Functional positioning spurs malt-based drinks growth in India
While malt-based hot drinks have seen somewhat of a decline in popularity in the Western markets that they originated in, such drinks remain popular in countries that were formerly British colonies, says a report by Euromonitor International’s senior beverage analyst Virginia Lee.
This is especially true in India, where sales of malt-based hot drinks hit US$1.1 billion in 2015, said Lee – who noted that a recent re-focus on the functional and health benefits of malt beverages has helped market growth.
“The British Army brought Horlicks to India at the end of World War II for nutritional fortification,” Lee wrote. “Since that time, makers of malt-based hot drinks have taken advantage of rising health awareness and incomes to position them as health food drinks that can aid physical health and mental functioning.”
“The focus on function instead of flavour has allowed malt-based hot drinks retail volumes to grow at a faster rate from 2010-2015 than all other hot drinks categories, excluding instant coffee and tea bags black,” said Lee.
She noted that while producers of similar beverages, like flavoured powder drinks and RTD chocolate milk target children by focusing on taste, makers of malt-based hot drinks in India target adults by focusing on its ability to address nutritional deficiencies and to improve physical and mental performance.
“In India, the functional claims made by malt-based hot drinks are similar to those made by toddler milk formulas (…) and supplement nutrition drinks,” said the Euromonitor analyst.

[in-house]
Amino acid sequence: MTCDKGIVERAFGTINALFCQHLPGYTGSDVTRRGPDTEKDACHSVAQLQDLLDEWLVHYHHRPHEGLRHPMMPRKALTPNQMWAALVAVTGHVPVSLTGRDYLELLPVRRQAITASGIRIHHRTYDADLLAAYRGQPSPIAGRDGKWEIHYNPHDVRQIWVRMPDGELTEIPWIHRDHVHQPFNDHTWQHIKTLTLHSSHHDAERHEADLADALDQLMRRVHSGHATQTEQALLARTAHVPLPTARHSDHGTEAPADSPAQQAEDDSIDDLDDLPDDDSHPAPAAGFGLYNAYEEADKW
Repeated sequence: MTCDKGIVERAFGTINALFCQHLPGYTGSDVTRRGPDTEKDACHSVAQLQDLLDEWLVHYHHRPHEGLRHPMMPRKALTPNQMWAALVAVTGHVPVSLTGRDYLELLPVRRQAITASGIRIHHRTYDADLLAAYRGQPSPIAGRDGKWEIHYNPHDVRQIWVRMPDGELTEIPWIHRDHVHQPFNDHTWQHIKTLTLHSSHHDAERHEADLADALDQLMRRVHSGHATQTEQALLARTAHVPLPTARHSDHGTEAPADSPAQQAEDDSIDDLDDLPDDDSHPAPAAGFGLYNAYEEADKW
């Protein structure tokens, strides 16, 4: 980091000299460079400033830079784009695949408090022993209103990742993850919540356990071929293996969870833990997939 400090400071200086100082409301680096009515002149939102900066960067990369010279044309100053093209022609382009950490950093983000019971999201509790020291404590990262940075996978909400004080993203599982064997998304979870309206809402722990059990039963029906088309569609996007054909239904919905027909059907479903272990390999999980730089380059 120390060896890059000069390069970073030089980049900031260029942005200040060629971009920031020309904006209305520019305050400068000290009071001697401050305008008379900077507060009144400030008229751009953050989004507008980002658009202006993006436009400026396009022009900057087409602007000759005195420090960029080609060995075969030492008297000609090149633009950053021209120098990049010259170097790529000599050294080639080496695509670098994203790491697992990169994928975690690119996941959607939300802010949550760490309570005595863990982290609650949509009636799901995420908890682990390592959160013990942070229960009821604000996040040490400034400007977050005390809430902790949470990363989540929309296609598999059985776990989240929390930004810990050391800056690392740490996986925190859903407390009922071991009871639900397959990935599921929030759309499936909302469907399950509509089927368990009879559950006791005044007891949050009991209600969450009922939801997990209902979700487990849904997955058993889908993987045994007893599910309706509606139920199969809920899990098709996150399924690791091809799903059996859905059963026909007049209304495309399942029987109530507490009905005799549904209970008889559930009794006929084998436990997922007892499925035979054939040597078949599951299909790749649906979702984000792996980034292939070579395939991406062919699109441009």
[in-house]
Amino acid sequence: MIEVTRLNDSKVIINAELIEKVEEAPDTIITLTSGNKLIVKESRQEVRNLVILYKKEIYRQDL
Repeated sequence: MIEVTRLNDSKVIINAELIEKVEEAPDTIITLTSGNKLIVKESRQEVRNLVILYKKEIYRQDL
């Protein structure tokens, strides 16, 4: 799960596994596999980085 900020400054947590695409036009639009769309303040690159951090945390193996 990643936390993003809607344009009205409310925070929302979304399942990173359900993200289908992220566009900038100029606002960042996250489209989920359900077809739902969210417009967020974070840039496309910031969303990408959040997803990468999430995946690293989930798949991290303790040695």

Lee noted that marketing for Mondelez-owned brand Cadbury Bournvita currently focuses on how a combination of vitamin D, vitamin C, iron, and other vitamins and minerals enhance the nutritional power of milk for growing children.
Meanwhile, GlaxoSmithKline has looked to extend its range of malt-based beverages the Horlicks brand family through the introduction of Horlicks Lite and Women’s Horlicks which are based on functional benefits for diabetics and pregnant women.
By 2020, India is expected to account for 47% of all global malt-based hot drinks retail volume sales, up from 41% in 2015, said Lee, who said that the country’s expected growth shows that the combined influence of greater incomes and improved nutrition knowledge can help to boost the fortunes of a category that ‘has been around for decades.’
“A look at per capita retail volumes for malt-based hot drinks shows room for continued growth in India,” said Lee – adding that despite overall high sales volumes the country’s retail volumes of 0.2kg per capita are far behind other countries in Asia, including Singapore (1.2kg per capita), Malaysia (1.1kg) and Hong Kong (0.5kg).
“At the same time, malt-based hot drinks are likely to see more competition from RTD flavoured milk drinks that offer more convenience,” noted Lee who added that expansion of functionally focused malt-beverages in to a RTD format could also work well.